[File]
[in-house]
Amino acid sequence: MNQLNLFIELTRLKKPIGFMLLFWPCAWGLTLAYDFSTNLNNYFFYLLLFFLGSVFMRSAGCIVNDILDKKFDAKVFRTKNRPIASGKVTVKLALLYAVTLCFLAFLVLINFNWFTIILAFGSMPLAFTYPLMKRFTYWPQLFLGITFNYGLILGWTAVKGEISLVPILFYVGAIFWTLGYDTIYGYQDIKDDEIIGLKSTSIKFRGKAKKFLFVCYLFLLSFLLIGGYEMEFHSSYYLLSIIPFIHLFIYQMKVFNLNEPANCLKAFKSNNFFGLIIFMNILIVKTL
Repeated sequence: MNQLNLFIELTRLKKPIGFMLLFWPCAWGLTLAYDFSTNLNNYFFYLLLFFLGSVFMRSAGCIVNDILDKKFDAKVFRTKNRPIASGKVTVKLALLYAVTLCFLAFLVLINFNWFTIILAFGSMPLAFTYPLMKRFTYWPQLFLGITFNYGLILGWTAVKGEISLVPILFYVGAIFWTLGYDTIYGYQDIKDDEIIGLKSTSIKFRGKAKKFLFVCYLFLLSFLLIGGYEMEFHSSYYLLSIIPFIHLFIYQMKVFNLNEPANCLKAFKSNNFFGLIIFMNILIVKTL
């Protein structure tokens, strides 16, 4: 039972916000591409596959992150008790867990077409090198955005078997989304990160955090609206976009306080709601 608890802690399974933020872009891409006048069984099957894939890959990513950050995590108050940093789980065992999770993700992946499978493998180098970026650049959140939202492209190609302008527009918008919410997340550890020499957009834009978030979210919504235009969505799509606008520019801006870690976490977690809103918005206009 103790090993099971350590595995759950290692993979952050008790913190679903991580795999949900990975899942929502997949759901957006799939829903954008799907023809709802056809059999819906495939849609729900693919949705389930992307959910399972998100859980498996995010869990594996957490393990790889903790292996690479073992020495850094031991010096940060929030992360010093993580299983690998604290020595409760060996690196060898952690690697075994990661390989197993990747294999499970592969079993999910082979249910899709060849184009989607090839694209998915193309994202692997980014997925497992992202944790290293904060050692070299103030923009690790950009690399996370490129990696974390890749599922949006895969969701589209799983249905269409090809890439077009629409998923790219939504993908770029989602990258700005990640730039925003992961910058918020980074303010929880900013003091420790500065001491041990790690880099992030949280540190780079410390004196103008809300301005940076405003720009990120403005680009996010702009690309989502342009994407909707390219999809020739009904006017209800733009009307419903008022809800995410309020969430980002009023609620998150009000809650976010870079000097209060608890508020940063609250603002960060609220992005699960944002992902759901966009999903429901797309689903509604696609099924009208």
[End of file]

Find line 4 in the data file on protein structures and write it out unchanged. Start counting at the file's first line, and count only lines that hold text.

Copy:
């Protein structure tokens, strides 16, 4: 039972916000591409596959992150008790867990077409090198955005078997989304990160955090609206976009306080709601 608890802690399974933020872009891409006048069984099957894939890959990513950050995590108050940093789980065992999770993700992946499978493998180098970026650049959140939202492209190609302008527009918008919410997340550890020499957009834009978030979210919504235009969505799509606008520019801006870690976490977690809103918005206009 103790090993099971350590595995759950290692993979952050008790913190679903991580795999949900990975899942929502997949759901957006799939829903954008799907023809709802056809059999819906495939849609729900693919949705389930992307959910399972998100859980498996995010869990594996957490393990790889903790292996690479073992020495850094031991010096940060929030992360010093993580299983690998604290020595409760060996690196060898952690690697075994990661390989197993990747294999499970592969079993999910082979249910899709060849184009989607090839694209998915193309994202692997980014997925497992992202944790290293904060050692070299103030923009690790950009690399996370490129990696974390890749599922949006895969969701589209799983249905269409090809890439077009629409998923790219939504993908770029989602990258700005990640730039925003992961910058918020980074303010929880900013003091420790500065001491041990790690880099992030949280540190780079410390004196103008809300301005940076405003720009990120403005680009996010702009690309989502342009994407909707390219999809020739009904006017209800733009009307419903008022809800995410309020969430980002009023609620998150009000809650976010870079000097209060608890508020940063609250603002960060609220992005699960944002992902759901966009999903429901797309689903509604696609099924009208």